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Traditional Job Postings: Who Needs 'Em?

June 11, 2014
In a recent Week in Review post, we referenced a Wall Street Journal article about Zappos.com. It has abandoned job postings in favor of a radically different approach. Instead of posting job descriptions at online career sites, Zappos will maintain a social media network of "Zappos Insiders." Through social media, people interested in working at Zappos will network and connect with current employees and provide (sometimes public) information about their skills and interests in hopes of being tapped to work in a specific job. As the Wall Street Journal article points out, Zappos' approach raises some concerns about privacy, because the "Insiders'" posts may be public.

Aside from these privacy concerns, another interesting question to ask is whether employers should still use and communicate traditional job descriptions when posting open positions. Many would readily agree that detailed job postings and written formal job descriptions, if not well drafted and kept up to date, can be meaningless and disconnected from the actual duties and responsibilities of a job. In writing about job descriptions in the past, we've encouraged employers to draft descriptions that are current and accurately reflect reality. When that is done, having taken the time to consider and write out a job's responsibilities and the required skills and experience can help an employer to hire better candidates with the correct skills for success in the job. In addition, clearly and accurately communicating the essential functions of a position can help job candidates self-select out of seeking positions for which they are not qualified. Job descriptions can also be helpful in identifying essential job duties for disabled applicants or employees. In short, the real purpose of a job description is to clearly set and communicate expectations.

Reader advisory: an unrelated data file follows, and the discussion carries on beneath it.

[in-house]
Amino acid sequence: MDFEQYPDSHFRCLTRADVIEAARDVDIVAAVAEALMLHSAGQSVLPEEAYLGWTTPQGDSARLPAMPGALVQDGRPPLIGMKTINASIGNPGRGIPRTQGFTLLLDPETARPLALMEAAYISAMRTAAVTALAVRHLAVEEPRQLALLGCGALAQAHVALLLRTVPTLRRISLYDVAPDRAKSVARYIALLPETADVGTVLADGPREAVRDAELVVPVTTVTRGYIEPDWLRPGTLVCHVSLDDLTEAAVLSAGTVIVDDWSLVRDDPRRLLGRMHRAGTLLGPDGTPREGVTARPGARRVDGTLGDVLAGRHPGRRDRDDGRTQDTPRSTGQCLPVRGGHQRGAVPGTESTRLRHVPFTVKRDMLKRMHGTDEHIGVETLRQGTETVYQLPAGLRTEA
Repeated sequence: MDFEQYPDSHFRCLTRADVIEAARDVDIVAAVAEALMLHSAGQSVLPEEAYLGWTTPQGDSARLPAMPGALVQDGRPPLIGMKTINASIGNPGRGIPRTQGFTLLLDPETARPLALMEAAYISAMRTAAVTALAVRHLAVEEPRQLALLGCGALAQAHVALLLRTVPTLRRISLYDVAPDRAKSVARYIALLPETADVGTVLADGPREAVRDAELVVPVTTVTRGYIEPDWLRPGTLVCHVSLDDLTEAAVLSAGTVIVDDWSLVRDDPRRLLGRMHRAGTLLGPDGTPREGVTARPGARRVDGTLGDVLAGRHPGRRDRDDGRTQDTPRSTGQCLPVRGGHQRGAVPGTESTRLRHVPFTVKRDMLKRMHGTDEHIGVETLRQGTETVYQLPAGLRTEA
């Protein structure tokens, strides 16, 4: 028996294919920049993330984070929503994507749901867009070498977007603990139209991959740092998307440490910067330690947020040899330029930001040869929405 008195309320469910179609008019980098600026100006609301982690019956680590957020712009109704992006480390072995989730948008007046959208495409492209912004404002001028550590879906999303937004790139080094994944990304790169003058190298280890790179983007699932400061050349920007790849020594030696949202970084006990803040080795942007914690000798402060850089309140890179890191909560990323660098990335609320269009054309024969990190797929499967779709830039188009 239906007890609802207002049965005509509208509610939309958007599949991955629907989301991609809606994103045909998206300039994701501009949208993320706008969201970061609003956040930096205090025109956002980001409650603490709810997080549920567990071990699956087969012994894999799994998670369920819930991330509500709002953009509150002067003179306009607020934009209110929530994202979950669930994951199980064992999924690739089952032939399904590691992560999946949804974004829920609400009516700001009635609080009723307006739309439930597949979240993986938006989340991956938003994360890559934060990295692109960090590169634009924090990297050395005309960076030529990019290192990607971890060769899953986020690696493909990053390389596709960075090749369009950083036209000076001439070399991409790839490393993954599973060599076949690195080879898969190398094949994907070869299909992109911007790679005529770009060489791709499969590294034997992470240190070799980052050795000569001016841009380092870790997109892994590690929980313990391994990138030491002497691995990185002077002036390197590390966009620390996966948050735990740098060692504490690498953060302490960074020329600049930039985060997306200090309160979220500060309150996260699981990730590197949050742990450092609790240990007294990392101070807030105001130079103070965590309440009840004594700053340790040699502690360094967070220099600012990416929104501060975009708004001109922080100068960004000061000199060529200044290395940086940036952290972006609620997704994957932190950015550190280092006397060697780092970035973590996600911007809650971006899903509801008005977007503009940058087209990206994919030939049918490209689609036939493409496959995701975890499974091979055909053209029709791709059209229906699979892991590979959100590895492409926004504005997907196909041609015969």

So, even if an employer uses non-traditional methods to advertise job openings and screen candidates, there may still be good reasons to build in some tradition when it comes to job descriptions. The Zappos experiment promotes the notion of out with the "same old, same old" and in with the new. Zappos clearly has a unique workplace with a unique culture and it will be interesting to watch how its novel recruiting approach evolves. Whatever your workplace culture, though, an employer can still be well-served by clearly defining job duties and requirements, writing it all down, and then communicating the information to job candidates and employees.
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